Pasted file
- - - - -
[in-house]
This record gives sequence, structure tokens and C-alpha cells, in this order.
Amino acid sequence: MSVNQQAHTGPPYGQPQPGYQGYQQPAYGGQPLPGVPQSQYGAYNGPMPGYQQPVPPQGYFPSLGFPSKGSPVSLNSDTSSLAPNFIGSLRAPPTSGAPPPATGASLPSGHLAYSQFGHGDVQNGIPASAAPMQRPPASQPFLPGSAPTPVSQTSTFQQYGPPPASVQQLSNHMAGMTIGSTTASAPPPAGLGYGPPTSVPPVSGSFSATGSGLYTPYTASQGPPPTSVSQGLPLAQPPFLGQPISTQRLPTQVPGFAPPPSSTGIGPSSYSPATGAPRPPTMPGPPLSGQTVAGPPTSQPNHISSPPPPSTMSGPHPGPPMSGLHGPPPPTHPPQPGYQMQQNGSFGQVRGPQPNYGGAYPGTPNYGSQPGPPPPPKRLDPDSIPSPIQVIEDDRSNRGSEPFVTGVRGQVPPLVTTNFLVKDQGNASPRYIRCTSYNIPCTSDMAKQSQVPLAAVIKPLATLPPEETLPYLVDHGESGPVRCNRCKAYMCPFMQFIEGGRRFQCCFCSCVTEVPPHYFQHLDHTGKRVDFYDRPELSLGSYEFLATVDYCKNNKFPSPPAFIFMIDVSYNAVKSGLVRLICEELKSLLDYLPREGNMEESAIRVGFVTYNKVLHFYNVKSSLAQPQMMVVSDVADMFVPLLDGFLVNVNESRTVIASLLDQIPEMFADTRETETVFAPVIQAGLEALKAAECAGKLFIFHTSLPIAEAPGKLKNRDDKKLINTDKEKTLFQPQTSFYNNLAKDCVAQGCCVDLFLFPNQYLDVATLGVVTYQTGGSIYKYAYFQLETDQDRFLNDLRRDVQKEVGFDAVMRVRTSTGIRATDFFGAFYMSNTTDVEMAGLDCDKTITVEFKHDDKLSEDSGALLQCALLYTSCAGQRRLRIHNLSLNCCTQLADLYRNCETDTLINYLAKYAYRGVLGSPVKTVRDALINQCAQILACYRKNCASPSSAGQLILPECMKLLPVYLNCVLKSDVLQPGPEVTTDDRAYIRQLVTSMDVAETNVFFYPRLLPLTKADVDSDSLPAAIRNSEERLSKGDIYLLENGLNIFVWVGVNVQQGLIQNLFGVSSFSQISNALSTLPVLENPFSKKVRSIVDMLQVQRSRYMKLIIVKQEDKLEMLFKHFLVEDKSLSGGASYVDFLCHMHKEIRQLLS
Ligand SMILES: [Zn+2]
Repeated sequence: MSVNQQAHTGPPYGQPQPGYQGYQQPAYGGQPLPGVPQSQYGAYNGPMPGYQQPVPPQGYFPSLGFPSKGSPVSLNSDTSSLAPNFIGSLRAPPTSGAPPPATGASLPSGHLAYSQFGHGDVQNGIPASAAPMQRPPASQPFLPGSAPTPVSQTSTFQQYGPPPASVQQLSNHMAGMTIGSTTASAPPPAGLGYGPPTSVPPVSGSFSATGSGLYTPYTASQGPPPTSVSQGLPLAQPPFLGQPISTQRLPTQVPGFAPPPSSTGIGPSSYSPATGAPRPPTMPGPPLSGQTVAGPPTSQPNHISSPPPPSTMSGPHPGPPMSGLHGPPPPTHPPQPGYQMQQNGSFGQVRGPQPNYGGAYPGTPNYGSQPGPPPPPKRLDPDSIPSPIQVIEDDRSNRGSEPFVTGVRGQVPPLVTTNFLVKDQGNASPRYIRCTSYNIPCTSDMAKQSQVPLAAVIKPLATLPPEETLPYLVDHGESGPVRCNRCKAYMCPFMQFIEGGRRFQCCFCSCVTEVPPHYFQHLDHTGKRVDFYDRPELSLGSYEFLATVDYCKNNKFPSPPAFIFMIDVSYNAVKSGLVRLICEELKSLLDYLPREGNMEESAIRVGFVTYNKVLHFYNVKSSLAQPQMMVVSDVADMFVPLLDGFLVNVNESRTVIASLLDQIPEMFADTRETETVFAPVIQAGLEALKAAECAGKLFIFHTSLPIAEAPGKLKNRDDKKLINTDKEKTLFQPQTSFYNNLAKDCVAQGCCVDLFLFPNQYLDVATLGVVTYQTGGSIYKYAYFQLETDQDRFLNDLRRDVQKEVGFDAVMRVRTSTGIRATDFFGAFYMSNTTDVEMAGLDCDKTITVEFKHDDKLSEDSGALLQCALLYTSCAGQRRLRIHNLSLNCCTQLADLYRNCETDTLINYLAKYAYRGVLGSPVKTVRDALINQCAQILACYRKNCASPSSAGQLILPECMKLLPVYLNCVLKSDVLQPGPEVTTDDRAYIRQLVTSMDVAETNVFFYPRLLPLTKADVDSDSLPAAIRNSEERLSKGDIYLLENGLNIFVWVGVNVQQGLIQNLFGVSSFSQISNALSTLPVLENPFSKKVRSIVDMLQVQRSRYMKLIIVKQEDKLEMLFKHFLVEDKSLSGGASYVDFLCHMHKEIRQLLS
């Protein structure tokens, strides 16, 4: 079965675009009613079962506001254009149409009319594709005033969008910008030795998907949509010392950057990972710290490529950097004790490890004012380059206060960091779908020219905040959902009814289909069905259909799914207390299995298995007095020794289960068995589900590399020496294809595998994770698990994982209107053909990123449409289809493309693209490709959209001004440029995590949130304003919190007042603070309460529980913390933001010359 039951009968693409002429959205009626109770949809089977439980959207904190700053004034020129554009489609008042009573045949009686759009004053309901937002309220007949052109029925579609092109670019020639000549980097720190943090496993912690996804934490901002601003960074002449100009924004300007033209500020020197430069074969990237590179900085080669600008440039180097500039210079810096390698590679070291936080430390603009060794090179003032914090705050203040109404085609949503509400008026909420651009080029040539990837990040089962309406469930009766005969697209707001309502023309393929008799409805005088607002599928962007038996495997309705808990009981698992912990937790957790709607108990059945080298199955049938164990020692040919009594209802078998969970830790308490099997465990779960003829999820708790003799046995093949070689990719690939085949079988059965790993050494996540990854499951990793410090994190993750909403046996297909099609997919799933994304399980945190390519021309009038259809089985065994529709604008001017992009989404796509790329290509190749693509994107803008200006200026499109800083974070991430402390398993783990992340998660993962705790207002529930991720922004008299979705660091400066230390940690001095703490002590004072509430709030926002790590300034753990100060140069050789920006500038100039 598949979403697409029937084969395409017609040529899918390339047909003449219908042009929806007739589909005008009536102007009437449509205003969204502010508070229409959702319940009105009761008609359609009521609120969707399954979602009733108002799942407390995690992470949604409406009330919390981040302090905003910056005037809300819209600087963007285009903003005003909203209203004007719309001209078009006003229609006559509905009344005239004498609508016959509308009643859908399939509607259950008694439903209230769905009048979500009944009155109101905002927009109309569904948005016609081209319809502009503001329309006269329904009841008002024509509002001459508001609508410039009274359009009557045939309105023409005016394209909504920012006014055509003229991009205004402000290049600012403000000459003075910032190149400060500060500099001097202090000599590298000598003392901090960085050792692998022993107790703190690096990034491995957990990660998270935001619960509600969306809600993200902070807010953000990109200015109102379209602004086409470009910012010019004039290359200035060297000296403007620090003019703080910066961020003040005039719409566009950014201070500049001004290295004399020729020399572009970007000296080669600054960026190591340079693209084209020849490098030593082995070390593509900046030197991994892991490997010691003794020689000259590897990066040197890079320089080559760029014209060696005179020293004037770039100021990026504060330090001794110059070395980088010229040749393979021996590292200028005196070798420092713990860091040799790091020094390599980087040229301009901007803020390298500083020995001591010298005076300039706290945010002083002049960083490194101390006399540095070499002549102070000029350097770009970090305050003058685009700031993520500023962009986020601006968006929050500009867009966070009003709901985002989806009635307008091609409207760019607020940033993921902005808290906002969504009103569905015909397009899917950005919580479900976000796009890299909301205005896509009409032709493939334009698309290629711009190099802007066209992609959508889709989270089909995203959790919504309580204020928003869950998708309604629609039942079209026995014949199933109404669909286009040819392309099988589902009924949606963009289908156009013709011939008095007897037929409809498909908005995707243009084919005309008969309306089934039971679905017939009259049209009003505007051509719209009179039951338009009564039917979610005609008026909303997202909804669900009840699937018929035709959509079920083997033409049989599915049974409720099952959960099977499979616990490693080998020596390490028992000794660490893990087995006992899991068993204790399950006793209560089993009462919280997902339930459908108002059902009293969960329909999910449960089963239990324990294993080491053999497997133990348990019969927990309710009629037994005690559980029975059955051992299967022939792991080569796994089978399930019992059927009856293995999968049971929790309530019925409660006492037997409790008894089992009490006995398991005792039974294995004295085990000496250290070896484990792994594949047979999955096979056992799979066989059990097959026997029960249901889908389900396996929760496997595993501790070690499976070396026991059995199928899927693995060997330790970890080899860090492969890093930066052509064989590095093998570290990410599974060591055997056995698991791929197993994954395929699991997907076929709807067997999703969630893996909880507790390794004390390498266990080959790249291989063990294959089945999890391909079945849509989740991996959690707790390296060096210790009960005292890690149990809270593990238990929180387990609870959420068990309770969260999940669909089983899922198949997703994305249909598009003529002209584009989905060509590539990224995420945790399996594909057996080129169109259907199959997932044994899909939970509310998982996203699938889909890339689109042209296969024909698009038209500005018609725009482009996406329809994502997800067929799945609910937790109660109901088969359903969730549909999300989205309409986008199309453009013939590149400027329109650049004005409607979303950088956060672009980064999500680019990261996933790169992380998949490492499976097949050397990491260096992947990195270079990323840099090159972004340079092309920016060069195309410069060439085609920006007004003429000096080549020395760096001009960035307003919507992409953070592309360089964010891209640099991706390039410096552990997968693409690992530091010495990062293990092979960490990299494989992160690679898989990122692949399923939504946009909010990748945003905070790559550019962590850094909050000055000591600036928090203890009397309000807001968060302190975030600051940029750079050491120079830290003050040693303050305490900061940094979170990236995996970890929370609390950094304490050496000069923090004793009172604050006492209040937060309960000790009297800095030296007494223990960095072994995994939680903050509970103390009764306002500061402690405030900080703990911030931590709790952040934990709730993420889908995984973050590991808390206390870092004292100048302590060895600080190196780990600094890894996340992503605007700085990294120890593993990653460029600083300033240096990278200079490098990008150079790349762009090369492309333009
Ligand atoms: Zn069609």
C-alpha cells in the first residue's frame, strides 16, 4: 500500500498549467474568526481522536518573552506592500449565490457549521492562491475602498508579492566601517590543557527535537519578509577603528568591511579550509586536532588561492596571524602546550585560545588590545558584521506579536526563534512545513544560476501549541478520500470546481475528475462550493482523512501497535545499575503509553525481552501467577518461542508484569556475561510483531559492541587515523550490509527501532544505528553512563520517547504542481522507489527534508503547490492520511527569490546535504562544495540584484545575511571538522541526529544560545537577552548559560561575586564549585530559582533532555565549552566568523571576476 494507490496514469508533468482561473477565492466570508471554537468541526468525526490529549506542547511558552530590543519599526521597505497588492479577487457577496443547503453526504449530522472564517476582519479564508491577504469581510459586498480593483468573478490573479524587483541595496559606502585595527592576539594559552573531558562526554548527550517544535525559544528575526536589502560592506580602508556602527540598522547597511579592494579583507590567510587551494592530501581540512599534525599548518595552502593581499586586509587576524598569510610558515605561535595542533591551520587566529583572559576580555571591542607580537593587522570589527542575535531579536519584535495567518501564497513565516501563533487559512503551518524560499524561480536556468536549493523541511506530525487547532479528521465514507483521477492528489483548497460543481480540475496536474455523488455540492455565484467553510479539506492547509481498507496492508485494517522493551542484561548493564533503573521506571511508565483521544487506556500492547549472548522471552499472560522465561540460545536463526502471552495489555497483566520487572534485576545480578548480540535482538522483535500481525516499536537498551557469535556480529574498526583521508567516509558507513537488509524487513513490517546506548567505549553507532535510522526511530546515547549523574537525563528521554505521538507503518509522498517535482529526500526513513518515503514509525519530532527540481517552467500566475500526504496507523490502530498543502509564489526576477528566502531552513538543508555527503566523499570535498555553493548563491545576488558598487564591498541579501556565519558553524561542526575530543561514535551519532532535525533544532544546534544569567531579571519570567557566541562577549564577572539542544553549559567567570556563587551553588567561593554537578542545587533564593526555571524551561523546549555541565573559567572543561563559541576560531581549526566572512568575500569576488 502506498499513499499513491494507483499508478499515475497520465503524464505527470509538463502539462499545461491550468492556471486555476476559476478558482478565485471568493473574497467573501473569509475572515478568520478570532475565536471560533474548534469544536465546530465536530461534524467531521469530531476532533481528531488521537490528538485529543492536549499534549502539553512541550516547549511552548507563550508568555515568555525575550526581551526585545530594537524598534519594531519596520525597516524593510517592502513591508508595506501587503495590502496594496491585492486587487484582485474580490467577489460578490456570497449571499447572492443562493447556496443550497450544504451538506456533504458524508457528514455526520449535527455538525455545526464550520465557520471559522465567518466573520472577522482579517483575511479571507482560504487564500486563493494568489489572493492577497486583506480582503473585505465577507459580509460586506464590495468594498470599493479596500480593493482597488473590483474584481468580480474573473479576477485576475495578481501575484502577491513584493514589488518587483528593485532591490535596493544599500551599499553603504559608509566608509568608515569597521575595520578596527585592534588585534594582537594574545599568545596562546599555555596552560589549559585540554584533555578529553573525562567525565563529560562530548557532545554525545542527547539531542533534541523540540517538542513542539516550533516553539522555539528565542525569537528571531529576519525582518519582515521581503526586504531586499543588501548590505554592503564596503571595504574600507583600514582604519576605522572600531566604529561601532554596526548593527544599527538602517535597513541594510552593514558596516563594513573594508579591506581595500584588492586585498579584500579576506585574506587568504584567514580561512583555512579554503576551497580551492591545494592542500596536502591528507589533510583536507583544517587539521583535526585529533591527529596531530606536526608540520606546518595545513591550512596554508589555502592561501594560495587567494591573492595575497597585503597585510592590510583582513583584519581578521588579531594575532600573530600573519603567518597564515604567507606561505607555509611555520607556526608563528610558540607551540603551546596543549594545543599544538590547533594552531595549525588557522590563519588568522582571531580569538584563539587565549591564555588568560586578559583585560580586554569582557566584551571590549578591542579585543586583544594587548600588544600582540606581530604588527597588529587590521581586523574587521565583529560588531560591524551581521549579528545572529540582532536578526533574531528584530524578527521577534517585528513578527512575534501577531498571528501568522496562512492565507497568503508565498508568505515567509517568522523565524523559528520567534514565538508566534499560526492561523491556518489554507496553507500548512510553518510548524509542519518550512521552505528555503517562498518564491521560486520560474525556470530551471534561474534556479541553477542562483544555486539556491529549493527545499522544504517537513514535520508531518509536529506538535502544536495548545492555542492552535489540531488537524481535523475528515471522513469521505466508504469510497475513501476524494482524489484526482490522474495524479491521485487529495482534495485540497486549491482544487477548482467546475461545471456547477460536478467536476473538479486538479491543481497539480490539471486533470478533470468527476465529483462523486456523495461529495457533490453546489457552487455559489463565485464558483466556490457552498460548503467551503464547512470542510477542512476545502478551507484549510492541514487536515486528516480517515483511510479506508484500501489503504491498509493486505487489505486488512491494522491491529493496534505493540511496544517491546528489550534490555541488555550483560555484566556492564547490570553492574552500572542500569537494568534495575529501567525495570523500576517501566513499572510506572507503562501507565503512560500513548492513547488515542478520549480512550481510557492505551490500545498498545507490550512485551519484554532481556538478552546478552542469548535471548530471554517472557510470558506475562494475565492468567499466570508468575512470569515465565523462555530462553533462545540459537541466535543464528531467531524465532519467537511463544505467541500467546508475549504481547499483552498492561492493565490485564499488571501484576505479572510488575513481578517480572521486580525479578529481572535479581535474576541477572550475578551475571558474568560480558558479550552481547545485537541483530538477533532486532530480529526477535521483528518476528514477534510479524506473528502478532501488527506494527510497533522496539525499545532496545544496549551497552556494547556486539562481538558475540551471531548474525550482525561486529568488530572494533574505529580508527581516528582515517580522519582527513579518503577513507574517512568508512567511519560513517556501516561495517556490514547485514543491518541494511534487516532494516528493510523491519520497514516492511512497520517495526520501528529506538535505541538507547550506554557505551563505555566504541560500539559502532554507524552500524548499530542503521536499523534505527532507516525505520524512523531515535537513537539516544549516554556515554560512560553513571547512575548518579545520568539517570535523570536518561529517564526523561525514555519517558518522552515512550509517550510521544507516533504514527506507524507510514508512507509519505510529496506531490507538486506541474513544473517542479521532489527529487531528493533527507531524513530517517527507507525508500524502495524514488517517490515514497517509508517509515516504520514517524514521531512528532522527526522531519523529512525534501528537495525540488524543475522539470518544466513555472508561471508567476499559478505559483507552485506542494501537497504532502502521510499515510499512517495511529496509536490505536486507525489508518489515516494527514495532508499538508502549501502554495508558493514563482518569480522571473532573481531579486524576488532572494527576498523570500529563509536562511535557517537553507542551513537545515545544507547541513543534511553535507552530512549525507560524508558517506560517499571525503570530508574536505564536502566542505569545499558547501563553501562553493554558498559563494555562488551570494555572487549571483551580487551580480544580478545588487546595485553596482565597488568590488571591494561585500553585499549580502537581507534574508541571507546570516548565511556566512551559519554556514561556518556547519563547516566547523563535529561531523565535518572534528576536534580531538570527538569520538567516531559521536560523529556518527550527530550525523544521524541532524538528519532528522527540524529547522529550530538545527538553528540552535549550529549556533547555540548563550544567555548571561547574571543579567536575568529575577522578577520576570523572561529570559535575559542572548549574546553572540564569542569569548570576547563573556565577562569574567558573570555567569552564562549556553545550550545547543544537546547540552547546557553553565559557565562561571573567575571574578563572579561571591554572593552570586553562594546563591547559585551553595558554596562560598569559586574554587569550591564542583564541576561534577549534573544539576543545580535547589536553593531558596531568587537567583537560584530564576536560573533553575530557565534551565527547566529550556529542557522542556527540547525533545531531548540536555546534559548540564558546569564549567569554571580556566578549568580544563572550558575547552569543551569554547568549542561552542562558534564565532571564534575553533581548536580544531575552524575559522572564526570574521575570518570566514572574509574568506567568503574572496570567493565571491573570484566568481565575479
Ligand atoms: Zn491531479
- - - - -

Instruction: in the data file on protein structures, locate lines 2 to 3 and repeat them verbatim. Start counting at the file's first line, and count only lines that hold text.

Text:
This record gives sequence, structure tokens and C-alpha cells, in this order.
Amino acid sequence: MSVNQQAHTGPPYGQPQPGYQGYQQPAYGGQPLPGVPQSQYGAYNGPMPGYQQPVPPQGYFPSLGFPSKGSPVSLNSDTSSLAPNFIGSLRAPPTSGAPPPATGASLPSGHLAYSQFGHGDVQNGIPASAAPMQRPPASQPFLPGSAPTPVSQTSTFQQYGPPPASVQQLSNHMAGMTIGSTTASAPPPAGLGYGPPTSVPPVSGSFSATGSGLYTPYTASQGPPPTSVSQGLPLAQPPFLGQPISTQRLPTQVPGFAPPPSSTGIGPSSYSPATGAPRPPTMPGPPLSGQTVAGPPTSQPNHISSPPPPSTMSGPHPGPPMSGLHGPPPPTHPPQPGYQMQQNGSFGQVRGPQPNYGGAYPGTPNYGSQPGPPPPPKRLDPDSIPSPIQVIEDDRSNRGSEPFVTGVRGQVPPLVTTNFLVKDQGNASPRYIRCTSYNIPCTSDMAKQSQVPLAAVIKPLATLPPEETLPYLVDHGESGPVRCNRCKAYMCPFMQFIEGGRRFQCCFCSCVTEVPPHYFQHLDHTGKRVDFYDRPELSLGSYEFLATVDYCKNNKFPSPPAFIFMIDVSYNAVKSGLVRLICEELKSLLDYLPREGNMEESAIRVGFVTYNKVLHFYNVKSSLAQPQMMVVSDVADMFVPLLDGFLVNVNESRTVIASLLDQIPEMFADTRETETVFAPVIQAGLEALKAAECAGKLFIFHTSLPIAEAPGKLKNRDDKKLINTDKEKTLFQPQTSFYNNLAKDCVAQGCCVDLFLFPNQYLDVATLGVVTYQTGGSIYKYAYFQLETDQDRFLNDLRRDVQKEVGFDAVMRVRTSTGIRATDFFGAFYMSNTTDVEMAGLDCDKTITVEFKHDDKLSEDSGALLQCALLYTSCAGQRRLRIHNLSLNCCTQLADLYRNCETDTLINYLAKYAYRGVLGSPVKTVRDALINQCAQILACYRKNCASPSSAGQLILPECMKLLPVYLNCVLKSDVLQPGPEVTTDDRAYIRQLVTSMDVAETNVFFYPRLLPLTKADVDSDSLPAAIRNSEERLSKGDIYLLENGLNIFVWVGVNVQQGLIQNLFGVSSFSQISNALSTLPVLENPFSKKVRSIVDMLQVQRSRYMKLIIVKQEDKLEMLFKHFLVEDKSLSGGASYVDFLCHMHKEIRQLLS